Directed by Cuyle Carvin
The summer of deadly dolls continues with this little ditty: a DIY horror, with a fraction of the budget of Child’s Play or Annabelle Comes Home. Evoking the name of Stuart Gordon’s classic, this marks the debut feature film of B-Movie and TV actor Cuyle Carvin. And it will likely fail to make much of an impression in what’s starting to feel like a strangely saturated market.
For most of Dolls’ rather slight running time, we have a family drama about a hard-drinking kid’s author Robert (Downey) and his unruly daughter (Simpson) staying in the old family home. Robert’s mum has recently died, and as his life has begun to fall apart around him he finds himself inheriting this house complete with the three unnerving figurines. As he contends with writer’s block, and a difficult ex-wife (Muller), he turns to them as the subject of his next book: a sinister tale that just flows out of him. As he writes it, the dolls show up in places they shouldn’t, stand still, and then disappear only to do the same a few scenes later. A paranoid neighbour, played by genre icon Dee Wallace, acts as their hype-person by telling Robert things have happened which are far more terrifying than what we’ve seen so far. But are these frightening old models really alive?
Whilst supernatural films sometimes benefit from a little ambiguity, about whether their ghosts and ghouls are really there or manifestations of the protagonists’ worries, this isn’t one of them. At points, we’re encouraged to question if one, or both, Robert and Sammy are losing their minds – since he’s an alcoholic, and she’s on medication, they aren’t necessarily reliable. Yet besides from the odd dream sequence, the movie isn’t shot enough as a perspective piece for this to be an intriguing possibility. Carvin keeps us a distance from his characters, and the dolls regularly move when each of them is alone in the house. As such, there’s little mystery to what’s going on. This isn’t necessarily a problem provided there’s a palatable sense of tension – after all, the Annabelle audience knows what they’re getting themselves in for even when the characters don’t. Yet across the length of a movie, it ought to be escalated. Here it isn’t, and the repetitive anti-climax scenes coupled with by the number drama that go way into the third act soon become tiresome. Yes, the dolls look a bit creepy, but after the third or fourth scene of them teleporting that’s not enough.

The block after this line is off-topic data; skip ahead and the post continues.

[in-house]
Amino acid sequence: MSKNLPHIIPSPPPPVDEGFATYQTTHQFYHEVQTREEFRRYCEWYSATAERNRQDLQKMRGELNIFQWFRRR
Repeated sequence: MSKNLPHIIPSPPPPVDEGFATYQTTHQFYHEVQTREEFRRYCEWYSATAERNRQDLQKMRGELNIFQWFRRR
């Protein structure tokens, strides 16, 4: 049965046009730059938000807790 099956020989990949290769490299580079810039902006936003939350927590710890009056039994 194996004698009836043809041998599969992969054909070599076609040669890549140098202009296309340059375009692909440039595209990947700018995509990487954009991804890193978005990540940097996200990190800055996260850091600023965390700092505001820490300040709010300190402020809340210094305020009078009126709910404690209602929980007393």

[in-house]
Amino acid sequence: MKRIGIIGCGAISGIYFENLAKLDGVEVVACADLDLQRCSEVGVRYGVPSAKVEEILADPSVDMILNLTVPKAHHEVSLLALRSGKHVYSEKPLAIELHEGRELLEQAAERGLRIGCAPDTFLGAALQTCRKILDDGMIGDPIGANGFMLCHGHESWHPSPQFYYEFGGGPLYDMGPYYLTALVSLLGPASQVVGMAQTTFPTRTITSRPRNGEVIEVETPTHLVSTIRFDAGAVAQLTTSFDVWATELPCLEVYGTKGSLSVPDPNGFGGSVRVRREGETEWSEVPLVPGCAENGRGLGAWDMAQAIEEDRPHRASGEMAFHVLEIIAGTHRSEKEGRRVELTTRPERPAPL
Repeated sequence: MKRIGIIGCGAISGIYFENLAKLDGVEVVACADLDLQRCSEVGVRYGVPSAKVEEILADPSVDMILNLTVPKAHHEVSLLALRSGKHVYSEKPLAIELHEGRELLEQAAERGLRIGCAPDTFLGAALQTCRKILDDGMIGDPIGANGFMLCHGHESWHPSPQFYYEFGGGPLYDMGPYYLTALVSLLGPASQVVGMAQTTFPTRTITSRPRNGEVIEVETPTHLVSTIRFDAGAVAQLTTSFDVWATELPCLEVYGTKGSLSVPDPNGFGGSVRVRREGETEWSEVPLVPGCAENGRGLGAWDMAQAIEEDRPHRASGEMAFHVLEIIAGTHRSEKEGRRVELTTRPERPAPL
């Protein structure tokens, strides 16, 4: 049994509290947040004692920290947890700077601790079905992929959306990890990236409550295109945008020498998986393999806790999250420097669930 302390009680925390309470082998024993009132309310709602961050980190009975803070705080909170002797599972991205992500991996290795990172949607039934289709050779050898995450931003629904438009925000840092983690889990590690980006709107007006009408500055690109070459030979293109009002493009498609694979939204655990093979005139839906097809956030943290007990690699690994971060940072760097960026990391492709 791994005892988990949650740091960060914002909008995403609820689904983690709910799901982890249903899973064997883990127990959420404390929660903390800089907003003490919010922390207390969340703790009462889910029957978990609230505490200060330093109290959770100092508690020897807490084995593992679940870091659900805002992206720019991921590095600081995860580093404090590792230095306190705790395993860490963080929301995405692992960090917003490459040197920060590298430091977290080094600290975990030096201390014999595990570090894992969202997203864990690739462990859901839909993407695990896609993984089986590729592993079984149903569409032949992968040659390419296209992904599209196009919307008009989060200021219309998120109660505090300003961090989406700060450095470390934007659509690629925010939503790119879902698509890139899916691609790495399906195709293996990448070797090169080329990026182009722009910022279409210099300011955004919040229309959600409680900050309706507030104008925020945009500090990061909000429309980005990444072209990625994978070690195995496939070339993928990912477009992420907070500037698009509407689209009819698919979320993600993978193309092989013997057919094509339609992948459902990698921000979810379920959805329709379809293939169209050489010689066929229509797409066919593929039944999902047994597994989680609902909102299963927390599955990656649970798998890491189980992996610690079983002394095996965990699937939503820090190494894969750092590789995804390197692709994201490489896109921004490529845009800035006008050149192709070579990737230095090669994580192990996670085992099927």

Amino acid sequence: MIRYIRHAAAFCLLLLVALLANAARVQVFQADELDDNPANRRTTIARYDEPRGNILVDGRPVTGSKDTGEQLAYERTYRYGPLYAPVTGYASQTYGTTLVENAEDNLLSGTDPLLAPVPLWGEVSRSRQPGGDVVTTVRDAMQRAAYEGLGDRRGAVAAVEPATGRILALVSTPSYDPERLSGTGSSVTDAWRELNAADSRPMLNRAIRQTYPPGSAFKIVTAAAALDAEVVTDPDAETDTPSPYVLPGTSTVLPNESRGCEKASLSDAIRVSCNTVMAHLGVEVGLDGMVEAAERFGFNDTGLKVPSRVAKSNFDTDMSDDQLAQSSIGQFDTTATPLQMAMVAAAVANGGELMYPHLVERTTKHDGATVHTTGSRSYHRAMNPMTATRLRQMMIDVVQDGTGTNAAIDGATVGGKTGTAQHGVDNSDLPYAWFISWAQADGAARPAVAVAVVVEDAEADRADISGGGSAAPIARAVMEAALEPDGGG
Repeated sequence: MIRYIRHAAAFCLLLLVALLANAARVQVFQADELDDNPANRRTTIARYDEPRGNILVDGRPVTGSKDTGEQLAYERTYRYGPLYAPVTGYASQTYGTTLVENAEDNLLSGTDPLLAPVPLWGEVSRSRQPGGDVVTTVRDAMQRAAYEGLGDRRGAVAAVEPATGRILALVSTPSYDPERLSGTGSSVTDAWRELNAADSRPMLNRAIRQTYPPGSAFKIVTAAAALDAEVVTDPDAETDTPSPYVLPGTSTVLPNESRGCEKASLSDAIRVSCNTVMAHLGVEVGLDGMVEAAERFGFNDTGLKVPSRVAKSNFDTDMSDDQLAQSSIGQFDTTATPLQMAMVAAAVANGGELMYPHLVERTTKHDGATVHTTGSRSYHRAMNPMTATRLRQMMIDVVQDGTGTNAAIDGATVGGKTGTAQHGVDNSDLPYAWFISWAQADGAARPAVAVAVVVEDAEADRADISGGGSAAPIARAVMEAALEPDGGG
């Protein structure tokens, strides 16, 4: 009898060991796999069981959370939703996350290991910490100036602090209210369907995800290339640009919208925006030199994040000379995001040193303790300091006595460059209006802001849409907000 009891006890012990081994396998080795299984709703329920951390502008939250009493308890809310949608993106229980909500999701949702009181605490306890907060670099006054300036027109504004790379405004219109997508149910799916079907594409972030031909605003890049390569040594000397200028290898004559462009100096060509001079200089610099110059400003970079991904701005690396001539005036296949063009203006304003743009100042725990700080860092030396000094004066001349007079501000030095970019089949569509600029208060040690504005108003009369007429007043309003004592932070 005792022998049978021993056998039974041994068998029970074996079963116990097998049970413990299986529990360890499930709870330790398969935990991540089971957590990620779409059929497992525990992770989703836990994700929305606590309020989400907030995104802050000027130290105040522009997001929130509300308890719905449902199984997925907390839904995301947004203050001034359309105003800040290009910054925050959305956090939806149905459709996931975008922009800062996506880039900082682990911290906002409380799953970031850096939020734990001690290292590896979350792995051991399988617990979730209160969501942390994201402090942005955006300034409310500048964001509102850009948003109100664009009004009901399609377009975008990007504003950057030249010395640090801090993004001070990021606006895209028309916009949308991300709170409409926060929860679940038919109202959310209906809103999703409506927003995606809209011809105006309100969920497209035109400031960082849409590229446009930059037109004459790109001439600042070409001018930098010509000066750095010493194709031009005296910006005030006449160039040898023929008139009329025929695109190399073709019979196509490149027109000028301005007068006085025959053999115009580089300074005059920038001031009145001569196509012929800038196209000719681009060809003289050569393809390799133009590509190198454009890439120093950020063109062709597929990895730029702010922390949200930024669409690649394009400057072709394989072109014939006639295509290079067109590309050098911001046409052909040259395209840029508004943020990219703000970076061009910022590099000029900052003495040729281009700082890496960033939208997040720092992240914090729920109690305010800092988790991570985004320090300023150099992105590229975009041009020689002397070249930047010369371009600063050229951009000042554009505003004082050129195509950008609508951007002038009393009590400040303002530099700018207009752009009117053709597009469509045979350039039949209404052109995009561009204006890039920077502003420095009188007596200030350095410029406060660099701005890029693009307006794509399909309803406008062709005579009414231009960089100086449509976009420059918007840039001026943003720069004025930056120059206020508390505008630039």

I could excuse the pacing if the deadly dolls were better integrated into the themes the first hour spends so long on, ala Andy welcoming Chucky as a surrogate father. But unless I’m missing something, the combination of longwinded family drama and the dolls is fairly arbitrary. Maybe it could have been a subversion of childhood or something about the artificial nature of their family unit. I don’t know, and am not really fussed – but it needs the extra something to make it all connect. Without this, the film would watch much the same way if they were being haunted by a bog-standard ghost, a deceased ex-owner or even an enchanted sandwich some sort. There’s an attempt to characterise the dolls, by linking them to demonic possession (a bad taste sequence that draws parallels with dissociative identity disorder). Yet this comes very late in the film, and the mental health parallels haven’t been written with anything like the sensitivity or depth required to make for an effective subtext.
Still, given the first 70 minutes or so I was pleasantly surprised by the last section. With about fifteen minutes to go, Carvin stops withholding the dolls and this actually makes for some pretty good horror sequences. True, the film is missing a set-piece or two – but the intensity of the last act shows a real potential that’s regrettably missing from most of the running time. As the dolls start to move, rather than standing in unwelcome places, I briefly felt on edge. It’s cunningly staged and, despite the small stakes, there’s a sense of peril. I’d even go as far as saying this 10-minute extract could make for a reasonable short by itself. Sadly, in the context of a full film, it’s too little too late. Maybe in a future version of Scream, the knockoff Randy character will ask to see “the killer doll movie with E.T.’s mom in it”. But outside that very unlikely, and highly specific, scenario I can’t see this one being talked about even weeks from now. A mixture of wrong film for the wrong time.